Handling Grief

Advice on how to assist your child in getting over death of a loved one, including modeling open and expressive behavior for your child.

Q: My 5-year-old is having trouble coping with the death of her grandmother. How can we help?

A: "A death offers the greatest possibility for a parent to teach a child how to deal with loss," says Russell P. Friedman, executive director of the Grief Recovery Institute in Sherman Oaks, CA, and coauthor of the new book When Children Grieve. "Ask yourself how you've reacted to death, and make sure your own behavior is something you'd want your child to mimic," he says. "If you act strong and hide your sad feelings, she'll learn to do the same."

It's a mistake to tell your child not to feel bad, says Friedman. "By saying 'Don't feel sad, Grandma's not in pain anymore,' you're dismissing her feelings." When you discuss how the death has affected her, volunteer your own thoughts instead of asking a direct question. Start with something like "I thought about Grandma all day while I was at work, and I wanted to cry. I felt really sad." Then stay quiet. Even if your child doesn't say anything, you've still shown her it's okay to talk about loss.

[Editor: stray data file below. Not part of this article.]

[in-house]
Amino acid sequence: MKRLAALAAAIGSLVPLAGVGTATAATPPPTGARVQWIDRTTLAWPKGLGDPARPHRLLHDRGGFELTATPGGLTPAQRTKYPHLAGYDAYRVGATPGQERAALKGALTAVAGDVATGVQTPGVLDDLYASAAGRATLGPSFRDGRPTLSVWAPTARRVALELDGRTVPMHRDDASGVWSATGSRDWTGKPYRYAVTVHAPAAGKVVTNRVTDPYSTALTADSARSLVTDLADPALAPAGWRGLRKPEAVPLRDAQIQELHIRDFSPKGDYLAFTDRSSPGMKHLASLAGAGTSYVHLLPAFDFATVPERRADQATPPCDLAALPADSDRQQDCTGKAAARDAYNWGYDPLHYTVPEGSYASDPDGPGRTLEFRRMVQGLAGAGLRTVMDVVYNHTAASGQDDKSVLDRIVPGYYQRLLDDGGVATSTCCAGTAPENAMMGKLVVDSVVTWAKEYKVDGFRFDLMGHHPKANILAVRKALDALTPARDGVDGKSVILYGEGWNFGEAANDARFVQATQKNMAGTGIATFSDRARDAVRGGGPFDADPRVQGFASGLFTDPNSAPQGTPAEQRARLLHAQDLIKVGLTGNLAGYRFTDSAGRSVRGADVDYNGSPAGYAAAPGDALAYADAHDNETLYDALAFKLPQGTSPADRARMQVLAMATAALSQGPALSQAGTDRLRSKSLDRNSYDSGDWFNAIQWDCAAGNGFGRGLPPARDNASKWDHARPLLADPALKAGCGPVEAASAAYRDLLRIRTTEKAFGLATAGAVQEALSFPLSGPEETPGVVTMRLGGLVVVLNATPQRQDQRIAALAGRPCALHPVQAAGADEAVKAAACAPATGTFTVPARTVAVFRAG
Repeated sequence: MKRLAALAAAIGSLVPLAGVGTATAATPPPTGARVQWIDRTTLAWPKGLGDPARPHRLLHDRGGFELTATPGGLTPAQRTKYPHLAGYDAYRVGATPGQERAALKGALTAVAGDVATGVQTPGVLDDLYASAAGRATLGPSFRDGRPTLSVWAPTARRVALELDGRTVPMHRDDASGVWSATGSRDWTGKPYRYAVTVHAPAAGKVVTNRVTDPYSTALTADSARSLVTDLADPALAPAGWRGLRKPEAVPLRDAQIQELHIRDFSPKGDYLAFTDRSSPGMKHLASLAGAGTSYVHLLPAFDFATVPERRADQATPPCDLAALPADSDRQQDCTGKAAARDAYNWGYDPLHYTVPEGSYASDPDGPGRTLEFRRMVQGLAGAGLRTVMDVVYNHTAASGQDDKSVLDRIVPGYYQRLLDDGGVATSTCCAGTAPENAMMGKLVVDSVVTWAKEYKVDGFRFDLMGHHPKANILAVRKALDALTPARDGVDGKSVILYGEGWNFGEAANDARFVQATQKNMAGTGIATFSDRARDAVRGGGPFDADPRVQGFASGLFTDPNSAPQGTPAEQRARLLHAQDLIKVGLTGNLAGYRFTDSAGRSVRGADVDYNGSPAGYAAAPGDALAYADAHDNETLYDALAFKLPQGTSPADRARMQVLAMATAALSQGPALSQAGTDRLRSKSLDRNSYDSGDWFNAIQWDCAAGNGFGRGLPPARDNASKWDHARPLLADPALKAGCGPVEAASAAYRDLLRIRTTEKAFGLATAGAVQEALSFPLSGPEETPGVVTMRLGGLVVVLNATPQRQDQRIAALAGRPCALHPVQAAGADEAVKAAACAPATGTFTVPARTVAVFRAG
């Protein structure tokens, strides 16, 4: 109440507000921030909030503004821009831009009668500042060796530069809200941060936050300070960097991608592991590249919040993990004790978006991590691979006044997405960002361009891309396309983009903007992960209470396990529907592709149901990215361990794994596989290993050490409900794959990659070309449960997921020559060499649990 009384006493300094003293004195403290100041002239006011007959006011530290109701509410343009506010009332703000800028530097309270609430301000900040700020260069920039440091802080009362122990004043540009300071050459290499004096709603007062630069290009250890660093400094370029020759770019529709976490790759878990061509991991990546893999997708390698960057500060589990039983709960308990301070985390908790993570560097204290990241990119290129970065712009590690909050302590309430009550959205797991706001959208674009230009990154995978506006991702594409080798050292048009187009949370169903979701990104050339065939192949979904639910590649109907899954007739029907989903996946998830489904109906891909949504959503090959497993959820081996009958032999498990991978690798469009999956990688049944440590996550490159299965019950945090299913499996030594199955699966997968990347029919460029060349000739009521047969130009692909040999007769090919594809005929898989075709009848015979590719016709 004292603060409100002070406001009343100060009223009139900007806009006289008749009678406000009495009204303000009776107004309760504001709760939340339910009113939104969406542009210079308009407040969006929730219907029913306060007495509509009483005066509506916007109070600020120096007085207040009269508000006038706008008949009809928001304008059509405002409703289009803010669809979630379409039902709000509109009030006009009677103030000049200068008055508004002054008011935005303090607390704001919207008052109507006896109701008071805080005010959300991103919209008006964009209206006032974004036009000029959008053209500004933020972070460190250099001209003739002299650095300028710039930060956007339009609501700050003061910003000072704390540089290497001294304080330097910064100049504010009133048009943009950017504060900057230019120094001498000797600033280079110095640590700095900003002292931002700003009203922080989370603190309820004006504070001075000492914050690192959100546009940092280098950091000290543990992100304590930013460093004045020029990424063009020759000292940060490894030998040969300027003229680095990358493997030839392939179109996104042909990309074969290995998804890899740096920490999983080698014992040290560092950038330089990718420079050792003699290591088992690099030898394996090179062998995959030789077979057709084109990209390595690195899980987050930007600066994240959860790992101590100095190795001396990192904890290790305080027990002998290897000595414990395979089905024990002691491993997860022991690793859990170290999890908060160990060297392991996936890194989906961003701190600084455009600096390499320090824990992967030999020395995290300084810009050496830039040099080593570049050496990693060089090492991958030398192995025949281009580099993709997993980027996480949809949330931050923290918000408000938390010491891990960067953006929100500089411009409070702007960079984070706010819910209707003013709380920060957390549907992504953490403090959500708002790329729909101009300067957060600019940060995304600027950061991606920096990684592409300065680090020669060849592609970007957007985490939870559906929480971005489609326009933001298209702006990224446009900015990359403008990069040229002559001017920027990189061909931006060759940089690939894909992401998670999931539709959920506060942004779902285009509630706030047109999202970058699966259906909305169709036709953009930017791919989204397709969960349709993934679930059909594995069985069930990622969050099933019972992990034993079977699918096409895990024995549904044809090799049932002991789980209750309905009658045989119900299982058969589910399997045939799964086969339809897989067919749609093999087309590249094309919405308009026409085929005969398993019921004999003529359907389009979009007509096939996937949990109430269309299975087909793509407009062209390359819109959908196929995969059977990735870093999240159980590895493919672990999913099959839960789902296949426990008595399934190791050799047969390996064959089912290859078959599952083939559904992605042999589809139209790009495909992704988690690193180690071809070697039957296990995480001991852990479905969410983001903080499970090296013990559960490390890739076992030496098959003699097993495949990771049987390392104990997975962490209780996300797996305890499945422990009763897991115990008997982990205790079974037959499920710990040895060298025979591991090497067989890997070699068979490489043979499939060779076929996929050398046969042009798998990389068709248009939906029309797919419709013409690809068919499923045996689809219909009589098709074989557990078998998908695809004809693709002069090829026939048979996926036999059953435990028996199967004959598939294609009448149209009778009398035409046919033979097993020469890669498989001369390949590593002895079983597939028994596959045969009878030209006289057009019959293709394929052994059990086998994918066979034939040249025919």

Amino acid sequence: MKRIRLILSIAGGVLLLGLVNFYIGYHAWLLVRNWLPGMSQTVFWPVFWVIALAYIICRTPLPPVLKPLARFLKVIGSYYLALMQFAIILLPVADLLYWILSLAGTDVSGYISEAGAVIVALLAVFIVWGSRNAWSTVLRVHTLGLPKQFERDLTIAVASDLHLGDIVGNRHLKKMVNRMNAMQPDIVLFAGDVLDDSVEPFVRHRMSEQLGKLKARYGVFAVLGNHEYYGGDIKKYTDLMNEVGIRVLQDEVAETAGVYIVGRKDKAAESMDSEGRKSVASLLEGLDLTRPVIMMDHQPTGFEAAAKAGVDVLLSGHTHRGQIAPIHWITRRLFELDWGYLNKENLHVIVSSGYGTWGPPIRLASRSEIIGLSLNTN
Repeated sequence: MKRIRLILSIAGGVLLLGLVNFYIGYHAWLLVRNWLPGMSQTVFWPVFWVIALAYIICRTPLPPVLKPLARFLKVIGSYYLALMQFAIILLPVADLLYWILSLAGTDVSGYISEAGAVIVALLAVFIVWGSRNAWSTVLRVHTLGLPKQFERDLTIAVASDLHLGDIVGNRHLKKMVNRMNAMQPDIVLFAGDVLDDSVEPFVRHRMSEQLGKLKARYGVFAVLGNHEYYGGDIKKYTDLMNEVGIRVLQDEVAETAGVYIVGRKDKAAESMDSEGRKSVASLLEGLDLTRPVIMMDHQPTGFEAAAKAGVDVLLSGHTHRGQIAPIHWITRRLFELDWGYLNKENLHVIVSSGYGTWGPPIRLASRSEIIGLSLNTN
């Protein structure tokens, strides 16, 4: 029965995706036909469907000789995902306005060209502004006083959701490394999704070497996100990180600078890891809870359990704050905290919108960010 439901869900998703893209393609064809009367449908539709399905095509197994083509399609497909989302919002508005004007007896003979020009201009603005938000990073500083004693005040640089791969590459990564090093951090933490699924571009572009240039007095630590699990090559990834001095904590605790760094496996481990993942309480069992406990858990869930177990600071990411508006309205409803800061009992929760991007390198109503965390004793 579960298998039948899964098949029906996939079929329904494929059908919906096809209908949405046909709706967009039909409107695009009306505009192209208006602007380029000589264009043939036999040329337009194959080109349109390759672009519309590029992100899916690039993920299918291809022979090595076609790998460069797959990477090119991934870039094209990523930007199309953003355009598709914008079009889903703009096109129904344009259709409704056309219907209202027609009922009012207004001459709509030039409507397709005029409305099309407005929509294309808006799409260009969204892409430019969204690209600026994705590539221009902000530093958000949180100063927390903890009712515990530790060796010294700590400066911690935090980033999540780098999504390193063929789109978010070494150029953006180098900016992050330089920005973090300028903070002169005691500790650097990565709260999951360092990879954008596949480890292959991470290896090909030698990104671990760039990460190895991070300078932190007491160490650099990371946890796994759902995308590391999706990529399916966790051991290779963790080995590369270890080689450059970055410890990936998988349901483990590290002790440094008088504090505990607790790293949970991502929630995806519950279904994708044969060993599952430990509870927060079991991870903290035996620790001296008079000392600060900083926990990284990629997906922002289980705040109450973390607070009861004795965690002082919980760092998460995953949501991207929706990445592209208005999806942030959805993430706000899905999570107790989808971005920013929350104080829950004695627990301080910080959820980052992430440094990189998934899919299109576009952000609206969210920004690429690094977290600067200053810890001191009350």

And when she does talk about it, resist the urge to make things better for your child, advises Friedman. Instead, nod while she's speaking, hold her hand, or interject phrases like "It's normal to feel so upset when something sad happens to you." "What makes the pain go away is the acknowledgment -- not the dismissal -- of feelings," says Friedman.

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Copyright © 2001. Reprinted with permission from the June/July 2001 issue of Child magazine.

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